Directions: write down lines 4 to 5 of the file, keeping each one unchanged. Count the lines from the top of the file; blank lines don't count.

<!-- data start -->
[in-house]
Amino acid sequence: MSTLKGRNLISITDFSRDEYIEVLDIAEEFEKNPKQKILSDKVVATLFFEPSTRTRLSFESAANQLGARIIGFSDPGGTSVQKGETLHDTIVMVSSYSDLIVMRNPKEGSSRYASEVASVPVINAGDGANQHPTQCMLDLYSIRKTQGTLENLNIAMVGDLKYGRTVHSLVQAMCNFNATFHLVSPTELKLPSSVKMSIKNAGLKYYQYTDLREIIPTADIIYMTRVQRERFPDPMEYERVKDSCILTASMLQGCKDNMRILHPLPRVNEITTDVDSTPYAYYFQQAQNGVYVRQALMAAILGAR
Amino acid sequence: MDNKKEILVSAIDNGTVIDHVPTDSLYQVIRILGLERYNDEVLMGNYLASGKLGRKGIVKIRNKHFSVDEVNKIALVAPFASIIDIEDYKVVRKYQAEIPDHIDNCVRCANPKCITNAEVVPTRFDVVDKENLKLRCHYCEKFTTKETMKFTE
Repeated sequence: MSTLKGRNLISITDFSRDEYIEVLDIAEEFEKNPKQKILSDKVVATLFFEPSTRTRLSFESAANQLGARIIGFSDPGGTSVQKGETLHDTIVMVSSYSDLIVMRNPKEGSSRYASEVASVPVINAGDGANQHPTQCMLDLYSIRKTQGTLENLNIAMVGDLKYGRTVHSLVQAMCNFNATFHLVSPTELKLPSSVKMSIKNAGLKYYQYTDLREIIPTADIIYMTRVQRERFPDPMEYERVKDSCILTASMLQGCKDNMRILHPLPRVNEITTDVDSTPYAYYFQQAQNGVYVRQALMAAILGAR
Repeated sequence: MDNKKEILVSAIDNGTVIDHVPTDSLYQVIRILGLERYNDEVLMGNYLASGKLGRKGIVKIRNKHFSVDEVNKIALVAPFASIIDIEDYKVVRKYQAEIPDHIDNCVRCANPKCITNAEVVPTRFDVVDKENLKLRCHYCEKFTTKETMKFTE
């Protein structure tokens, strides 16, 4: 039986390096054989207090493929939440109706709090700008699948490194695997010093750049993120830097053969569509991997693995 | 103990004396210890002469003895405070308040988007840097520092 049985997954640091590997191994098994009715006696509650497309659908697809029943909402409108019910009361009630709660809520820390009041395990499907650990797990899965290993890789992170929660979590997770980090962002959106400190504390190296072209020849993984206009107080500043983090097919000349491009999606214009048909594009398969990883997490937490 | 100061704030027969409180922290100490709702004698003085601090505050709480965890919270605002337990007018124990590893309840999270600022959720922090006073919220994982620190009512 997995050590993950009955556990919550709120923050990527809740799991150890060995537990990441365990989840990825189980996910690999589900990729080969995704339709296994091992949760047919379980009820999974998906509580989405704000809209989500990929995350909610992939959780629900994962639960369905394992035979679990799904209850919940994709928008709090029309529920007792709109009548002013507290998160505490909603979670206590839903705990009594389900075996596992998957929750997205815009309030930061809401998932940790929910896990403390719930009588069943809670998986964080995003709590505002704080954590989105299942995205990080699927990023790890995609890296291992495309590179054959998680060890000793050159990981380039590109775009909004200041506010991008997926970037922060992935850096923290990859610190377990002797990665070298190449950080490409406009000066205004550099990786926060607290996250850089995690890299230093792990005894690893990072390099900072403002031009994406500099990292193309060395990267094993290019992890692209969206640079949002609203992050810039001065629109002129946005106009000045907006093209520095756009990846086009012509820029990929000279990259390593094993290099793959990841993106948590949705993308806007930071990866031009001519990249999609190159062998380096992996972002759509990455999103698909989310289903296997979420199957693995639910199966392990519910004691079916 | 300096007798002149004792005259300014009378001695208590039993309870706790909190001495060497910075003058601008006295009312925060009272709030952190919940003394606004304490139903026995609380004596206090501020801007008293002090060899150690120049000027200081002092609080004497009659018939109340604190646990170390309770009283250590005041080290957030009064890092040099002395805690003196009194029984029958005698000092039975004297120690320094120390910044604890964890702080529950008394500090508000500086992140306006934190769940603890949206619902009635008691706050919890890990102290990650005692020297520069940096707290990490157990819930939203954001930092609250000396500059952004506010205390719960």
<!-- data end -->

Repeated sequence: MSTLKGRNLISITDFSRDEYIEVLDIAEEFEKNPKQKILSDKVVATLFFEPSTRTRLSFESAANQLGARIIGFSDPGGTSVQKGETLHDTIVMVSSYSDLIVMRNPKEGSSRYASEVASVPVINAGDGANQHPTQCMLDLYSIRKTQGTLENLNIAMVGDLKYGRTVHSLVQAMCNFNATFHLVSPTELKLPSSVKMSIKNAGLKYYQYTDLREIIPTADIIYMTRVQRERFPDPMEYERVKDSCILTASMLQGCKDNMRILHPLPRVNEITTDVDSTPYAYYFQQAQNGVYVRQALMAAILGAR
Repeated sequence: MDNKKEILVSAIDNGTVIDHVPTDSLYQVIRILGLERYNDEVLMGNYLASGKLGRKGIVKIRNKHFSVDEVNKIALVAPFASIIDIEDYKVVRKYQAEIPDHIDNCVRCANPKCITNAEVVPTRFDVVDKENLKLRCHYCEKFTTKETMKFTE